guration ceremonies on advice of
friends in the senate, it was learned
today.
Republican senators close to Har-
"vf"
ding called him on long distance and
u; tun Prah raanlntinn
told him that the Borah resolution
prohibiting further inauguration ap
propriations and the use of public
building for a proposed ball would
come up in the senate today and
probably would be adopted. In ad
dition the agitation against inaugu
ral expenditures in both house and
senate was mentioned.
Harding agreed with what his ad
visers told him, it was said, and in
addition expressed the belief that
abandonment of the elaboratr-rlan
would be an excellent example of
economy with which to start his ad
ministration. Calls It AO Off.'
The result of the long distance
conferences was a telegram to E. B.
McLean, chairman of the inaugura
tion committee in which Harding
suggested "complete abandonment cf
all plans for an inaugural celebra
tion." He said the "impression of
extravagande expenditures 'and ex
cessive cost would make a very un
happy participant" and added that it
is "timely and wholesome to prac
tice the utter denial of public ex
penditure where there is no real ne
cessity." Mclan announced Hard
ing's wishes would be carried out.
By Harding's action the plans for
the most elaborate inauguration in
vears were suddenly changed to
plans for one of the most simple.
Congressmen who have been right
ing inauguration expenditures today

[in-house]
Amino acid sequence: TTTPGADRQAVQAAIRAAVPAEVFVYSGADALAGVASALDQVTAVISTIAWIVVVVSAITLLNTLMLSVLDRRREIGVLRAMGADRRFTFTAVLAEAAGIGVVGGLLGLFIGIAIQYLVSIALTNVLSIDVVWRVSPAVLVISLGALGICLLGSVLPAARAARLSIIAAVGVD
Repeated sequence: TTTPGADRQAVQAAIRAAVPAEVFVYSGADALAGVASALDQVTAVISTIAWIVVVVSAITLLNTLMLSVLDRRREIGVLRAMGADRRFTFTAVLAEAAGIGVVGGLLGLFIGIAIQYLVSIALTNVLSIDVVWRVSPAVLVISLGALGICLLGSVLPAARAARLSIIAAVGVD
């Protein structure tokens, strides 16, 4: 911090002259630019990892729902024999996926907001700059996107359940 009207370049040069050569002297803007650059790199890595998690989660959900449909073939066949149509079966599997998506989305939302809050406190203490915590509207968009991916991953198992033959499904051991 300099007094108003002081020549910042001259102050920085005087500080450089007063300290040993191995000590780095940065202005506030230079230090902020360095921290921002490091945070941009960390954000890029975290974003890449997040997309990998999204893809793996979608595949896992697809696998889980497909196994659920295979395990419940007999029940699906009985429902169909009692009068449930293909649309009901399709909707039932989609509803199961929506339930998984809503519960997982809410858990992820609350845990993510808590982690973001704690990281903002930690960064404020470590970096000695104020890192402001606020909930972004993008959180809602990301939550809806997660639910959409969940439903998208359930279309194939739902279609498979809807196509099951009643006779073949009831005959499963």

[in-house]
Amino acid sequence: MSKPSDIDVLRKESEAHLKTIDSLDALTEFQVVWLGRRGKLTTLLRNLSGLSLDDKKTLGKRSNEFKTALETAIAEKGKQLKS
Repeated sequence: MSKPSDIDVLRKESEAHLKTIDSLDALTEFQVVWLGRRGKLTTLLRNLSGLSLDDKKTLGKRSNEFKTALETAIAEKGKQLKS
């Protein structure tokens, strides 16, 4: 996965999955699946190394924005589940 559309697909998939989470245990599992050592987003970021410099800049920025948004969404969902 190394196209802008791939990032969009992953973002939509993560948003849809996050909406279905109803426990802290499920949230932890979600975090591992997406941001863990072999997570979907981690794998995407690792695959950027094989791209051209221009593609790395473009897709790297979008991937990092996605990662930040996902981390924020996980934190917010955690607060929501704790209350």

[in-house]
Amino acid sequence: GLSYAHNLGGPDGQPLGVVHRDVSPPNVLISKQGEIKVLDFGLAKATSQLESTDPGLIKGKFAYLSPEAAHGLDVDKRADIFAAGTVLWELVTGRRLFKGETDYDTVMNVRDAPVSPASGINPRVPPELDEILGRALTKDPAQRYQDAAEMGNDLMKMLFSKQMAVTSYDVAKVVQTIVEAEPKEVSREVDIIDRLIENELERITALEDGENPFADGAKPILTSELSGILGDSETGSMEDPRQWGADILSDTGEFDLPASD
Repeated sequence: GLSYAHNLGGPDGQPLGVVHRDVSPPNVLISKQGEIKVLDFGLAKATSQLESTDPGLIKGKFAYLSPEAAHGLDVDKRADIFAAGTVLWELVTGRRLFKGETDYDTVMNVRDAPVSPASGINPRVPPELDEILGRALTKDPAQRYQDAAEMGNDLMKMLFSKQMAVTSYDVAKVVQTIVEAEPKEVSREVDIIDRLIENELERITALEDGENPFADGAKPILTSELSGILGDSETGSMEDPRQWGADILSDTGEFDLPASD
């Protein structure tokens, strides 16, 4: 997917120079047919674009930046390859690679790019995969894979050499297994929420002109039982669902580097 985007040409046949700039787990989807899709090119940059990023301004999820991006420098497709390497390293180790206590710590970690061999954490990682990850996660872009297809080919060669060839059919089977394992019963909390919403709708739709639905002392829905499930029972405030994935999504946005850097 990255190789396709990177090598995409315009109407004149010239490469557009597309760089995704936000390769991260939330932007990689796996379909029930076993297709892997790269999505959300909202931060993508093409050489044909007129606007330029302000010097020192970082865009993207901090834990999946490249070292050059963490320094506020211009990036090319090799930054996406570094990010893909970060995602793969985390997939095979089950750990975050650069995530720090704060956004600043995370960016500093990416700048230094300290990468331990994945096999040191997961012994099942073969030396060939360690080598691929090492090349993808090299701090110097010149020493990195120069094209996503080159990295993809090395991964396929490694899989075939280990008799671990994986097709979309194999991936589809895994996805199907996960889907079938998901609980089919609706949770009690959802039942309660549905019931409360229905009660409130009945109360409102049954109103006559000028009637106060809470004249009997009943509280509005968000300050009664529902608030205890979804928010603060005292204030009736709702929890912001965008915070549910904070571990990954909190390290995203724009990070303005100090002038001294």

let it be known they would watch
for efforts to gradually override the
president-elect's wishes and they de
clared also there is still necessity for
legislation to prevent profiteering on
the crowds who will come here des
pite the dropping of plans for elab
orate ceremonies.
Protests By Thousands.
The people of the country, even
to its remotest corners have been
pouring into the mail thousands of
protests against lavisrmess at the ex
pense of taxpayers. Since Senator
Borah brought the matter up a week
ago and conducted a losing fight on
the appropriation of $50,000 to pay
expenses at the capitol, men and wo
men have been writing in daily in
creasing numbers. Senator McNary
of Oregon got a protest signed by
sno citizens in his state. Senator
i Borah's office can't begin to read a.l
Nearly every senator has, and like-
wise many members of the house.
The protests come from everywhere,
?Jea(ly 'indicating that the Whole